Did you know that the first modern air conditioning unit was invented in 1902 and then it took 20 years, to the 1930s, for the technology to be able to cool places like movie theaters and hotels. It took another 20 years, to the 1950s, before residential air conditioning systems became commonplace.
Air conditioning technology continues to progress and The Building Technologies Office of the U.S. Department of Energy (energy.gov) has some exciting projects in development. They are aimed at reducing energy use, increasing environmental safety, and more. Take a look:
5 New Air Conditioning Technologies in the Works
- Optimized Thermal Systems in Maryland is developing an advanced heat exchanger that minimizes joints by 90 percent compared to current models, in order to reduce refrigerant leakage. By minimizing the joints, the refrigerant stays where it should be – working to keep your home cool and energy bills down.
- The University of Florida is developing a prototype that combines a water heater, dehumidifier, and air cooler, which could result in more efficient heat transfer. This technology provides enhanced dehumidification control in residential buildings, resulting in better comfort and significant energy savings.
- Dais Analytics in Florida, in partnership with Oak Ridge National Laboratory (ORNL), is developing a new membrane-based rooftop air conditioner, which would use water as a refrigerant instead of conventional chemicals. Not only is this technology perfect for sweltering, humid summer nights, but it could also save 30-50 percent in electrical consumption compared to today’s roof top units.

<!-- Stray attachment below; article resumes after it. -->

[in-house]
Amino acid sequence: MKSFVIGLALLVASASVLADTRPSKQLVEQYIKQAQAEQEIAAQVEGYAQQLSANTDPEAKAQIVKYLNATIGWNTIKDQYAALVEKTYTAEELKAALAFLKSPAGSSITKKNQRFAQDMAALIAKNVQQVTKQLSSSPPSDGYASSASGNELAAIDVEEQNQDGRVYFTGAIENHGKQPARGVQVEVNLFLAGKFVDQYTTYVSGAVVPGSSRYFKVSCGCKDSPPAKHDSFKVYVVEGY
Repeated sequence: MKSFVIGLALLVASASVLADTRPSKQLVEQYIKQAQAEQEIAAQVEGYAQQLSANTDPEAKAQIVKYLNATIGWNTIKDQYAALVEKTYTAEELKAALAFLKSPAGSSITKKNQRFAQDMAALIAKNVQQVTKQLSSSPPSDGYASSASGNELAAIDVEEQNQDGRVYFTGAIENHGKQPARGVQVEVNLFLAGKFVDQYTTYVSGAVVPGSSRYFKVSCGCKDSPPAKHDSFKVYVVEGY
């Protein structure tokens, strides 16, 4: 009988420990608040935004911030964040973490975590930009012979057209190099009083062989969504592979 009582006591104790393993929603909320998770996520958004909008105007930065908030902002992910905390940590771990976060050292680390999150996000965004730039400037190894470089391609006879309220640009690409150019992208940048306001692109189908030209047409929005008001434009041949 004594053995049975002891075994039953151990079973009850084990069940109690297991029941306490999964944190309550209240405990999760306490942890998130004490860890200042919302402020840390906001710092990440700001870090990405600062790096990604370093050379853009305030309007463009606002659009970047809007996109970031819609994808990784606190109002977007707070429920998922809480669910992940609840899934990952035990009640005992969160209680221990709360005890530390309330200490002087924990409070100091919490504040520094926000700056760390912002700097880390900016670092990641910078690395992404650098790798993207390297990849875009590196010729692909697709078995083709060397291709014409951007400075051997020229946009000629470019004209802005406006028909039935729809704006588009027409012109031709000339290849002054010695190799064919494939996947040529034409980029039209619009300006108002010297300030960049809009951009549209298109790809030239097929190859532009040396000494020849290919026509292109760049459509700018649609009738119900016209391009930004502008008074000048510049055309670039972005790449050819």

- United Technologies Research Center in Connecticut is exploring electrocaloric, which is solid-state technology, to develop a heat pump that will keep a space cool without using any chemical refrigerants. This technology is ideal for residential and small commercial buildings. It’s small and quiet, and could result in 25 percent system efficiency improvement. And, with fewer mechanical parts, overall reliability could be improved – reducing the chances of a breakdown.
- Oak Ridge National Laboratory in Tennessee, in partnership with Georgia Tech and IntelliChoice Energy, is developing an energy storage system that integrates with HVAC units to reduce the overall energy requirements of AC systems by utilizing waste-heat that would otherwise be lost in traditional systems. Integrating ground-level diverse energy storage with HVAC could reach overall energy storage efficiency of 70 percent and improve HVAC performance by 35 percent.
These technologies may improve, or even change, the way your home is cooled in the future. For now, the best strategy is to keep your current air conditioning system in tiptop shape. Proper AC maintenance can go a long way in helping to keep you cool and increase the efficiency of your HVAC equipment during its lifetime. To learn more, or schedule your Air Conditioning Service, call Custom Climate Concepts today at (941) 555-COOL (2665).